Review – Les Enfants Du Paradis (The Telegraph)

Here is a double treasure. A superb production and a new (newish) company possessing the skills, intelligence and dedication to create such a wonder.

The company is simple8, formed three years ago by eight theatre workers keen to develop techniques of ensemble acting and, in their own words, “produce simple stories, simply told”.

They have certainly chosen a hard nut to crack in their first major London production. Turning Marcel Carné’s 1945 masterpiece of cinema into a two-hour play is a project where pitfalls yawn on every side. The densely packed street scenes of pleasure-seeking Parisians, with which the film opens and closes, are the vital background to the interlocking love and murder stories that occur within the theatres, boarding houses and Turkish baths that line the so-called Boulevard du Crime. How will the company persuade us that this background exists, even with 14 actors doubling, not to say sextupling, roles?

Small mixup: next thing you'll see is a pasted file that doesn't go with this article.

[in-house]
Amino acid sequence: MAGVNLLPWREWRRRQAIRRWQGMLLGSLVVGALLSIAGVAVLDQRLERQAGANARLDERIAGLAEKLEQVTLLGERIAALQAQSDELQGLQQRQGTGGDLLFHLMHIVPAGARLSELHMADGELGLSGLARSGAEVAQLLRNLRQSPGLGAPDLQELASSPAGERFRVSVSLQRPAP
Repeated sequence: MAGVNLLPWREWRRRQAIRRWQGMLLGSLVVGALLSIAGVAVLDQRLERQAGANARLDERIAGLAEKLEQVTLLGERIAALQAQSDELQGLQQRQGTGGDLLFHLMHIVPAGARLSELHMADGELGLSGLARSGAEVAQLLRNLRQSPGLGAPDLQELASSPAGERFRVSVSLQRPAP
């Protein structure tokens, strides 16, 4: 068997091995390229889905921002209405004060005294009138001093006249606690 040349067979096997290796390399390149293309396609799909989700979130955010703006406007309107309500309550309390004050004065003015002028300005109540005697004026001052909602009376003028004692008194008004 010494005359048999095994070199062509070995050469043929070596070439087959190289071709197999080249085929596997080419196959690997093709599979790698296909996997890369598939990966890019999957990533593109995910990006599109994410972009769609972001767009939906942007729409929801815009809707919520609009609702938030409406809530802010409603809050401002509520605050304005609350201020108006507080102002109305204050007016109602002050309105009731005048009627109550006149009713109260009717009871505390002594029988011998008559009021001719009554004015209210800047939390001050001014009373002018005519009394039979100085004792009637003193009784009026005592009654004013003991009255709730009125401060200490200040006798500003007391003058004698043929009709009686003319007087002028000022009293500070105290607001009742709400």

That they do so with such spirited conviction is because director Sebastian Armesto, his movement director Allison Collogna and the actors themselves have indeed created an ensemble. They introduce vivid details of behaviour, subordinate these to the total effect, play with theatrical illusions in this most theatrical of tales, and interact with an easy, natural grace that seems, well, simple.

Annalie Wilson’s enigmatic Garance figures in all the love triangles as she works her way up through the levels of 1830s society from homeless waif to kept (and bored) courtesan. She is playfully admired by the rising actor Lemâitre (Tom Mison), adored by the tormented mime artist Baptiste (Christopher Doyle), intrigues the world-weary assassin Lacenaire (Charlie Hollway) and is jealously desired by Christopher Hehir’s Comte de Montray. First-class playing by all, and astoundingly poignant mime from Doyle.

Variously obsessive, variously self-deluded, the characters in Jacques Prévert’s screenplay (adapted here by Armesto and Dudley Hinton) all involve themselves in the arts of theatrical illusion — alluded to here by bringing on actors to hoist a red curtain that will reveal or conceal embraces or a murder.
To have made the swirl of passions, betrayals and teeming crowds so exciting and so moving, and on so bare a stage, is a true achievement.

By Jeremy Kingston